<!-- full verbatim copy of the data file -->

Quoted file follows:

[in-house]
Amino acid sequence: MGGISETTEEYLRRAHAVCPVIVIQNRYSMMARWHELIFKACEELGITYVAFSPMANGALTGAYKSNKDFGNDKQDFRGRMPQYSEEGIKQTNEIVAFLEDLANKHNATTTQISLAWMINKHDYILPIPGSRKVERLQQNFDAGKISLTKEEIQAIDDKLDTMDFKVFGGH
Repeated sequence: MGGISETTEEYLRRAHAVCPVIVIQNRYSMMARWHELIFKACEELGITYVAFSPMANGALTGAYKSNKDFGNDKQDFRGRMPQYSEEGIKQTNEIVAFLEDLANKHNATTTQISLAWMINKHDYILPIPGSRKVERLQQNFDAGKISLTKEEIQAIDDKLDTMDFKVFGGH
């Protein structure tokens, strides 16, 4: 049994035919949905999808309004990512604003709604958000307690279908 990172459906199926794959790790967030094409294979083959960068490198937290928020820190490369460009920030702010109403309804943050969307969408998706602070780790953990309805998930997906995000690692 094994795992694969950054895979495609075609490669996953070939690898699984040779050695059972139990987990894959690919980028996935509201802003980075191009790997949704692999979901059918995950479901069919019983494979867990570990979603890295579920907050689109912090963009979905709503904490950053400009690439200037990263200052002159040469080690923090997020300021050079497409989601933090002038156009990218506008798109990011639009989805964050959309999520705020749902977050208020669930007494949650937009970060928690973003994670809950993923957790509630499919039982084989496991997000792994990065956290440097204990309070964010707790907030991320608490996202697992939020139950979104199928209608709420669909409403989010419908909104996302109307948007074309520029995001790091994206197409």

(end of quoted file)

[in-house]
Amino acid sequence: MGGISETTEEYLRRAHAVCPVIVIQNRYSMMARWHELIFKACEELGITYVAFSPMANGALTGAYKSNKDFGNDKQDFRGRMPQYSEEGIKQTNEIVAFLEDLANKHNATTTQISLAWMINKHDYILPIPGSRKVERLQQNFDAGKISLTKEEIQAIDDKLDTMDFKVFGGH
Repeated sequence: MGGISETTEEYLRRAHAVCPVIVIQNRYSMMARWHELIFKACEELGITYVAFSPMANGALTGAYKSNKDFGNDKQDFRGRMPQYSEEGIKQTNEIVAFLEDLANKHNATTTQISLAWMINKHDYILPIPGSRKVERLQQNFDAGKISLTKEEIQAIDDKLDTMDFKVFGGH
């Protein structure tokens, strides 16, 4: 049994035919949905999808309004990512604003709604958000307690279908 990172459906199926794959790790967030094409294979083959960068490198937290928020820190490369460009920030702010109403309804943050969307969408998706602070780790953990309805998930997906995000690692 094994795992694969950054895979495609075609490669996953070939690898699984040779050695059972139990987990894959690919980028996935509201802003980075191009790997949704692999979901059918995950479901069919019983494979867990570990979603890295579920907050689109912090963009979905709503904490950053400009690439200037990263200052002159040469080690923090997020300021050079497409989601933090002038156009990218506008798109990011639009989805964050959309999520705020749902977050208020669930007494949650937009970060928690973003994670809950993923957790509630499919039982084989496991997000792994990065956290440097204990309070964010707790907030991320608490996202697992939020139950979104199928209608709420669909409403989010419908909104996302109307948007074309520029995001790091994206197409």